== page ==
September 26, 2014
John Anderson King, D.O., a/k/a Christopher W. Martin, D.O.
Medical Licensure Commission of the State of Alabama
Released for Publication July 22, 2015.
Appeal from Medical Licensure Commission of Alabama. (Case No. 08-001). James E. West, hearing officer, Trial Judge .
For Appellant: James S. Ward, Ward & Wilson, L.L.C., Birmingham.
For Appellee: Wayne P. Turner, Montgomery.
THOMAS, Judge. Thompson, P.J., and Pittman and Donaldson, JJ., concur. Moore, J., concurs in the result, without writing.
In 2005, the Alabama State Board of Medical Examiners (" the Board" ) filed an administrative complaint against John Anderson King, D.O., a/k/a Christopher W. Martin, D.O. (" King" ). After a hearing before the Medical Licensure Commission of the State of Alabama (" the Commission" ), the Commission entered an order reprimanding King. On January 2, 2008, the Board filed a second complaint against King. On September 18, 2008, the Commission entered an order revoking King's license
(" the license" ) to practice osteopathy in Alabama. King appealed that order to this court. This court affirmed, without an opinion, the Commission's order revoking the license on July 2, 2009. See King v. Medical Licensure Comm'n of Alabama (No. 2080044, July 2, 2009), 58 So.3d 856 (Ala.Civ.App. 2009) (table).
In 2010, King filed a request for reinstatement of the license. On December 17, 2010, the Commission held a hearing and entered an order denying King's request. In 2013, King filed a second request for reinstatement of the license. On February 26, 2014, the Commission held a hearing (" the show-cause hearing" ), after which it entered an order denying King's request on March 6, 2014. King filed a notice of appeal with the Commission on April 4, 2014. King filed a notice of appeal to this court on May 5, 2014, and an amended notice of appeal on May 6, 2014.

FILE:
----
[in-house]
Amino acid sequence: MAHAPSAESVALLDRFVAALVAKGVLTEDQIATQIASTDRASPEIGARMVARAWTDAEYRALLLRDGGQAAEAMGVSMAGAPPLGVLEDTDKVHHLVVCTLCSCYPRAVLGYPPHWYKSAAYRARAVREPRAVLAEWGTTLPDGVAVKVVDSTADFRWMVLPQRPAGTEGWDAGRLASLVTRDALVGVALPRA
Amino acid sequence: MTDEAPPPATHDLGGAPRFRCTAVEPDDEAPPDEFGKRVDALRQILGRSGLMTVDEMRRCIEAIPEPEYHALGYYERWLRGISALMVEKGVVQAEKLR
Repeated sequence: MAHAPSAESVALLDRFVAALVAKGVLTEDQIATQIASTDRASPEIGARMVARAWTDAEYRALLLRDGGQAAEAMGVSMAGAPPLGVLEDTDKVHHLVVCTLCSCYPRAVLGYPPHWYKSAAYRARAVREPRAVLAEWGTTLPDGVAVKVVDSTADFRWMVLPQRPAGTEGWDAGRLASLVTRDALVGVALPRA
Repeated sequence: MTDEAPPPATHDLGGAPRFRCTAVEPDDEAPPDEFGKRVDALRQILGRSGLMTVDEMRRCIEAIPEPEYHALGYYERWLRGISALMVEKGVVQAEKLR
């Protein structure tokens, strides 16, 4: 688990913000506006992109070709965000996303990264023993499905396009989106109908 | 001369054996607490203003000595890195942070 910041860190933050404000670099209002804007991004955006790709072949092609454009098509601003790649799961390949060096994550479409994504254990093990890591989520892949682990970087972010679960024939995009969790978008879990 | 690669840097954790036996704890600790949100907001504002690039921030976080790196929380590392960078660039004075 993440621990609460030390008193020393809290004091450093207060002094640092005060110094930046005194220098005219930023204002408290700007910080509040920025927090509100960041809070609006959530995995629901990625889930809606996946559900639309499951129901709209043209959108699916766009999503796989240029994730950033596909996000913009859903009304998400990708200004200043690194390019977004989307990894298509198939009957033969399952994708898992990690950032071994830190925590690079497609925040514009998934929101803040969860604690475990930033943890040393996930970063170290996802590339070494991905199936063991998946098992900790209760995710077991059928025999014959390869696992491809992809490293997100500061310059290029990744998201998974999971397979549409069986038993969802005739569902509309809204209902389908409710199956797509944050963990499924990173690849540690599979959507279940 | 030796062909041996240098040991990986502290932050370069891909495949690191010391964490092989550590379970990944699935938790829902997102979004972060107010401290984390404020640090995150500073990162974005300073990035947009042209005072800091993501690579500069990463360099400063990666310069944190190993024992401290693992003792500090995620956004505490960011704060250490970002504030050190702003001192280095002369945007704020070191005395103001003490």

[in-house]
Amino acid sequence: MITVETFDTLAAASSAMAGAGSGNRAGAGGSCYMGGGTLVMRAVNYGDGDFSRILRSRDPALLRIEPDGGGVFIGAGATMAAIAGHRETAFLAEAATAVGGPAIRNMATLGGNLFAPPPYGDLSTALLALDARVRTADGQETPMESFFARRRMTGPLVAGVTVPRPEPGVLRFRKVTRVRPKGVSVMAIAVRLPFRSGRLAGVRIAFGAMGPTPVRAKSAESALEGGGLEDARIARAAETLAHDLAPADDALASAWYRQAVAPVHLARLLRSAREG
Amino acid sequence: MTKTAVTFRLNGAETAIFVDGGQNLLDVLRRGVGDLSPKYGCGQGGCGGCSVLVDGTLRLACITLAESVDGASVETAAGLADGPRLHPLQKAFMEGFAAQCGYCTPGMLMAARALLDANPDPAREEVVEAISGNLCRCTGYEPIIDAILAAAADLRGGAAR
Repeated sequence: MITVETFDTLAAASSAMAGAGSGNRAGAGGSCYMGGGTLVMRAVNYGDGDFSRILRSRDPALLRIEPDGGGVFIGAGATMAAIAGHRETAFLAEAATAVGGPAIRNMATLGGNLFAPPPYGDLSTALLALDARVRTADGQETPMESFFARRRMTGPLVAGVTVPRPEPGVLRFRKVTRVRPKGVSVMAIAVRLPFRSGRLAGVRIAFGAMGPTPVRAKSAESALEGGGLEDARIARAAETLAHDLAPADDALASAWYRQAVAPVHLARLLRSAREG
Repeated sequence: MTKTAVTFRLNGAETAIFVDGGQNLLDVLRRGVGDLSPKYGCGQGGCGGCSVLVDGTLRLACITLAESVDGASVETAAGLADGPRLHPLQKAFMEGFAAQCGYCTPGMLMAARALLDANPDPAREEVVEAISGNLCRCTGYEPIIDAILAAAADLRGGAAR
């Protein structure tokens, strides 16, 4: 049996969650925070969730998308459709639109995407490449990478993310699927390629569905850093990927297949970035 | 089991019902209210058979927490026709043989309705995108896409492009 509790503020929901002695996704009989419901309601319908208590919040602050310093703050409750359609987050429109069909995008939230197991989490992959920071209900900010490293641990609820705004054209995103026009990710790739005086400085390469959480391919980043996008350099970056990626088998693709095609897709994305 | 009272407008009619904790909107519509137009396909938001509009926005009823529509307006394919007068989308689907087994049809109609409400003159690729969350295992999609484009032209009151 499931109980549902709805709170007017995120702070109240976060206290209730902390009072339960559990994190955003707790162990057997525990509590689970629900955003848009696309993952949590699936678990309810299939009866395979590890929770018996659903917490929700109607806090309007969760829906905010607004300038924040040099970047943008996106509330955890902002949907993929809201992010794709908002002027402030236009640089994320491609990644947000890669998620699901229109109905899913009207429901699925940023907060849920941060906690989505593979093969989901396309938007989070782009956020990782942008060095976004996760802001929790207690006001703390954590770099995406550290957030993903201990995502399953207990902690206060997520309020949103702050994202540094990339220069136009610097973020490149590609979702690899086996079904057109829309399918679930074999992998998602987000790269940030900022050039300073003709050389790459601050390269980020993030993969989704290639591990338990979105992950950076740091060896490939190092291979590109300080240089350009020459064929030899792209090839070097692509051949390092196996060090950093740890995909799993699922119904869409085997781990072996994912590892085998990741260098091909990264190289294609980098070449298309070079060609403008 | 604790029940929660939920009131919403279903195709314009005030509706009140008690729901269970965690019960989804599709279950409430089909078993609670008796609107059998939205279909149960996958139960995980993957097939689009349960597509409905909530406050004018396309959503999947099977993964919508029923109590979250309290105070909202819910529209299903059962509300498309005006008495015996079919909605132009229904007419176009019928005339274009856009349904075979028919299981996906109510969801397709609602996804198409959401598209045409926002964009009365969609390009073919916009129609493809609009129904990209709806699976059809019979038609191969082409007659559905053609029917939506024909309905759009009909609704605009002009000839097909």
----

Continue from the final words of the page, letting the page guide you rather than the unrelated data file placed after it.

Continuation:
King seeks our review of whether the Commission failed to comply with the Alabama Administrative Procedure Act (" the AAPA" ), Ala. Code 1975, § 41-22-1 et seq., of whether the evidence presented supports the Commission's decision, and of whether the Commission abused its discretion.
Standard of Review
" Our review of the Commission's order is controlled by § 41-22-20(k), Ala. Code 1975. Section 41-22-20(k) states: '[T]he [Commission's] order shall be taken as prima facie just and reasonable and the [reviewing] court shall not substitute its judgment for that of the [Commission] as to the weight of the
evidence on questions of fact.' See also Evers v. Medical Licensure Comm'n, 523 So.2d 414, 415 (Ala.Civ.App. 1987). This Court has further defined the standard of review of an agency ruling in Alabama as follows:
" '" Judicial review of an agency's administrative decision is limited to determining whether the decision is supported by substantial evidence, whether the agency's actions were reasonable, and whether its actions were within its statutory and constitutional powers. Judicial review is also limited by the presumption of correctness which attaches to a decision by an administrative agency." '
" Ex parte Alabama Bd. of Nursing, 835 So.2d 1010, 1012 (Ala. 2001) (quoting
Alabama Medicaid Agency v. Peoples, 549 So.2d 504, 506 (Ala.Civ.App. 1989))."
Ex parte Medical Licensure Comm'n of Alabama, 897 So.2d 1093, 1096-97 (Ala. 2004).
King argues that the Commission's order is due to be reversed because it did not include findings of fact or conclusions of law. We agree that King's case is governed by the AAPA and that he is entitled to any procedural safeguards offered by the AAPA; however, the Commission argues that the AAPA does not proscribe a requirement upon the Commission to enter written findings and conclusions following its denial of a request for reinstatement of a revoked license to practice osteopathy.